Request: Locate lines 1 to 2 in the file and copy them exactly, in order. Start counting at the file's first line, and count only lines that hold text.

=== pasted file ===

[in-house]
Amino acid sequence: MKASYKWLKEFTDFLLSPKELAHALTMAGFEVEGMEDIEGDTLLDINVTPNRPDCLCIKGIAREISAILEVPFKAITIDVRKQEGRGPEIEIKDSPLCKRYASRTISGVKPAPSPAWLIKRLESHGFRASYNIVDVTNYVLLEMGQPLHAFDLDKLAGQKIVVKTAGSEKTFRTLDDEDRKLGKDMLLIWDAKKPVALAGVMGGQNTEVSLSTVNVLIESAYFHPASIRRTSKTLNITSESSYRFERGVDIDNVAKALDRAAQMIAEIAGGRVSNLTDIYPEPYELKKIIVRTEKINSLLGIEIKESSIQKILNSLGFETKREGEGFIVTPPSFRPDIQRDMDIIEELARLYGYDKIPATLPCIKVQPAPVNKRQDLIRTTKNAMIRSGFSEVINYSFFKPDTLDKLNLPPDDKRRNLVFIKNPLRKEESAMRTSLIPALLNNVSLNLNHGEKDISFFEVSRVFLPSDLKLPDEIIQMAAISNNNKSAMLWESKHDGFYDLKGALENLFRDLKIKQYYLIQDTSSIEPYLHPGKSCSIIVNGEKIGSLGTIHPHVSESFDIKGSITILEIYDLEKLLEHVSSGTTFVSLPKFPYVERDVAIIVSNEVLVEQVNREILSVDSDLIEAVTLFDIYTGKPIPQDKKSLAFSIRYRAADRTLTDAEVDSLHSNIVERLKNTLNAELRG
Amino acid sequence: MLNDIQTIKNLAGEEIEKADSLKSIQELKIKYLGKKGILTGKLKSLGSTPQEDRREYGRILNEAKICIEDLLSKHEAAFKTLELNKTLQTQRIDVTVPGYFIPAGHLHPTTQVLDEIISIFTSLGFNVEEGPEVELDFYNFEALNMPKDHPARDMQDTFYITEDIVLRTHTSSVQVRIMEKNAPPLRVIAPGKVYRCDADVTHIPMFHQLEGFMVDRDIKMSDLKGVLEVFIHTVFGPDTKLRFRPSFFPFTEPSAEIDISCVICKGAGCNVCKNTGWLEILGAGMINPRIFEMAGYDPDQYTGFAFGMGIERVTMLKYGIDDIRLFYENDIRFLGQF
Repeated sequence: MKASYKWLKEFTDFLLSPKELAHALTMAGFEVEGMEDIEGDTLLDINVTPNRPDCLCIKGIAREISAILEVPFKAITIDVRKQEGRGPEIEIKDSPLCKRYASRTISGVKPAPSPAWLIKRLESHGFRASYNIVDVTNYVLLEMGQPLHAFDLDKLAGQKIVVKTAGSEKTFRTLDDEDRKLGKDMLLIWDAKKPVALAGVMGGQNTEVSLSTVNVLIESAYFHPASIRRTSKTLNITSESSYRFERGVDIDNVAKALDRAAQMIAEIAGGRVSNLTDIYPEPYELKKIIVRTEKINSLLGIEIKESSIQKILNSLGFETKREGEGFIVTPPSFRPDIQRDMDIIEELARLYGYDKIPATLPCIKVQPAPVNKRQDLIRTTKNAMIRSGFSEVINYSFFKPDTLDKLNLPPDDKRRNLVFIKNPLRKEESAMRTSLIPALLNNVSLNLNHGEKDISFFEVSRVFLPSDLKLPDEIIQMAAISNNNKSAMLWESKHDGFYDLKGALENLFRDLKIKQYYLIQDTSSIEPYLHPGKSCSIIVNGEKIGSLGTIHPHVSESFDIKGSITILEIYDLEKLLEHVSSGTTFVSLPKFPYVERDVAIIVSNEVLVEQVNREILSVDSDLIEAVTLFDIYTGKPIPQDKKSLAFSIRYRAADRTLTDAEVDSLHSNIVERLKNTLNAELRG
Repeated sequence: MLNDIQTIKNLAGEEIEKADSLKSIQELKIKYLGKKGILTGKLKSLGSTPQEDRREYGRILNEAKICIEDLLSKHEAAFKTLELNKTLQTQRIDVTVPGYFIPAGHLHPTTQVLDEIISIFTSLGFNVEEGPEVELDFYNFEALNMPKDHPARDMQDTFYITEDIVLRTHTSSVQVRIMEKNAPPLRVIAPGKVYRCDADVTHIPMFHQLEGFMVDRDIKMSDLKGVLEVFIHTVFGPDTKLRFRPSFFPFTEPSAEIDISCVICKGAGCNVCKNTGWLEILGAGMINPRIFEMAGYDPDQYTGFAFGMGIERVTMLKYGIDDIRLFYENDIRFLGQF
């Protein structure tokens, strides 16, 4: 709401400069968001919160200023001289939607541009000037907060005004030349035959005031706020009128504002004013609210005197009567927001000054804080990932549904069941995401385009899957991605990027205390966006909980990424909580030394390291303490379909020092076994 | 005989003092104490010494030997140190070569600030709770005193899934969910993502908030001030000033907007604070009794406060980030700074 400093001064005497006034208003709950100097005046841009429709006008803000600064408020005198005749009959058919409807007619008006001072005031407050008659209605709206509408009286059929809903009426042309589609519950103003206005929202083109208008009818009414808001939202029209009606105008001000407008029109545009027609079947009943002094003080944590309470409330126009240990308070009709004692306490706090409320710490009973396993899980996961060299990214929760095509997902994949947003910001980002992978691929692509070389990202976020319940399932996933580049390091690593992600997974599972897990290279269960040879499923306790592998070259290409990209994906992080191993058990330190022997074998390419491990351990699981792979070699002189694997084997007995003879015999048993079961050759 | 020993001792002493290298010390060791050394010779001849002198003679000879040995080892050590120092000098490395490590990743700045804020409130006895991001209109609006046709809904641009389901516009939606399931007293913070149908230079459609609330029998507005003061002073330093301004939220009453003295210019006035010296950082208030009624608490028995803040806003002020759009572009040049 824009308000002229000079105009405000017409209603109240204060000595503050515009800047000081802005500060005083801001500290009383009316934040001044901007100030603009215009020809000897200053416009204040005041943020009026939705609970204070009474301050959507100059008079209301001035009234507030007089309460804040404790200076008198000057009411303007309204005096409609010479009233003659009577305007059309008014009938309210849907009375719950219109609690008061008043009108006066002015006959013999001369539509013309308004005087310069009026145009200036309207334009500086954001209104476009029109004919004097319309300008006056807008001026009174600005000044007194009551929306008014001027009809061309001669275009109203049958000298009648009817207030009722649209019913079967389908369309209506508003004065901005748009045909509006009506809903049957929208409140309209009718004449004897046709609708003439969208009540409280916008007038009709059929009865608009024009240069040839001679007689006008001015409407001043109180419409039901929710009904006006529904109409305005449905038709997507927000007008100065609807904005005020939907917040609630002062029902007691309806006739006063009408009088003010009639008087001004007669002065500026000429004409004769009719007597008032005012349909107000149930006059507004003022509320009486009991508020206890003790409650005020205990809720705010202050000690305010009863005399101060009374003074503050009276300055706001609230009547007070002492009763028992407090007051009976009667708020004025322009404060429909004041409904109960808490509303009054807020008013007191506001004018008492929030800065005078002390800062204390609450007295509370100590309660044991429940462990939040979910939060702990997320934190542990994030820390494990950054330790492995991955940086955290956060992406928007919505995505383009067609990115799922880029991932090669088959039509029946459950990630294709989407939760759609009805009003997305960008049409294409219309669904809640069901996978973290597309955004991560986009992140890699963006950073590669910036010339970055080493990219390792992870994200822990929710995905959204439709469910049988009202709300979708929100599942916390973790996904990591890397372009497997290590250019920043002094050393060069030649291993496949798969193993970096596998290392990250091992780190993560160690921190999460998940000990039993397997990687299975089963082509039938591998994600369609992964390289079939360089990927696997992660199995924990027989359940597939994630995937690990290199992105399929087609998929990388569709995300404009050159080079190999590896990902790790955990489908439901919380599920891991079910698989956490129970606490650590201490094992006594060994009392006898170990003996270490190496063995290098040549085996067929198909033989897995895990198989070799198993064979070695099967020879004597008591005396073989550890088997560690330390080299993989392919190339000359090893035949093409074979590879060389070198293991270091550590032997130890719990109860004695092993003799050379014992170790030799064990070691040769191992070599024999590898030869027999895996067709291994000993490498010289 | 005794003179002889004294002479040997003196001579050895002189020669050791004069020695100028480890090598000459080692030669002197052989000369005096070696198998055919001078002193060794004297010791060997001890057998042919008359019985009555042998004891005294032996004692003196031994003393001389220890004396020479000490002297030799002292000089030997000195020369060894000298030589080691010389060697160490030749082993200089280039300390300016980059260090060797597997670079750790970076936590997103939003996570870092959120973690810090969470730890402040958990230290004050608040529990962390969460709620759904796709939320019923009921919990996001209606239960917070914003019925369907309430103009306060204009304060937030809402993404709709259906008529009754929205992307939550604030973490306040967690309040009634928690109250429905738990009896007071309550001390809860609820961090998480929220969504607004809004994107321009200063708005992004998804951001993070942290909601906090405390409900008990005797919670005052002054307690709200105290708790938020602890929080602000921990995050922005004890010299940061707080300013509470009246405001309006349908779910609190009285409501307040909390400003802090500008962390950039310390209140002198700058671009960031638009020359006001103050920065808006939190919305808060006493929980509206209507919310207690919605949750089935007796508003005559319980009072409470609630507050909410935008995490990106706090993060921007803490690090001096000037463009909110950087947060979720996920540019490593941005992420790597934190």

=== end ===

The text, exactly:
[in-house]
Amino acid sequence: MKASYKWLKEFTDFLLSPKELAHALTMAGFEVEGMEDIEGDTLLDINVTPNRPDCLCIKGIAREISAILEVPFKAITIDVRKQEGRGPEIEIKDSPLCKRYASRTISGVKPAPSPAWLIKRLESHGFRASYNIVDVTNYVLLEMGQPLHAFDLDKLAGQKIVVKTAGSEKTFRTLDDEDRKLGKDMLLIWDAKKPVALAGVMGGQNTEVSLSTVNVLIESAYFHPASIRRTSKTLNITSESSYRFERGVDIDNVAKALDRAAQMIAEIAGGRVSNLTDIYPEPYELKKIIVRTEKINSLLGIEIKESSIQKILNSLGFETKREGEGFIVTPPSFRPDIQRDMDIIEELARLYGYDKIPATLPCIKVQPAPVNKRQDLIRTTKNAMIRSGFSEVINYSFFKPDTLDKLNLPPDDKRRNLVFIKNPLRKEESAMRTSLIPALLNNVSLNLNHGEKDISFFEVSRVFLPSDLKLPDEIIQMAAISNNNKSAMLWESKHDGFYDLKGALENLFRDLKIKQYYLIQDTSSIEPYLHPGKSCSIIVNGEKIGSLGTIHPHVSESFDIKGSITILEIYDLEKLLEHVSSGTTFVSLPKFPYVERDVAIIVSNEVLVEQVNREILSVDSDLIEAVTLFDIYTGKPIPQDKKSLAFSIRYRAADRTLTDAEVDSLHSNIVERLKNTLNAELRG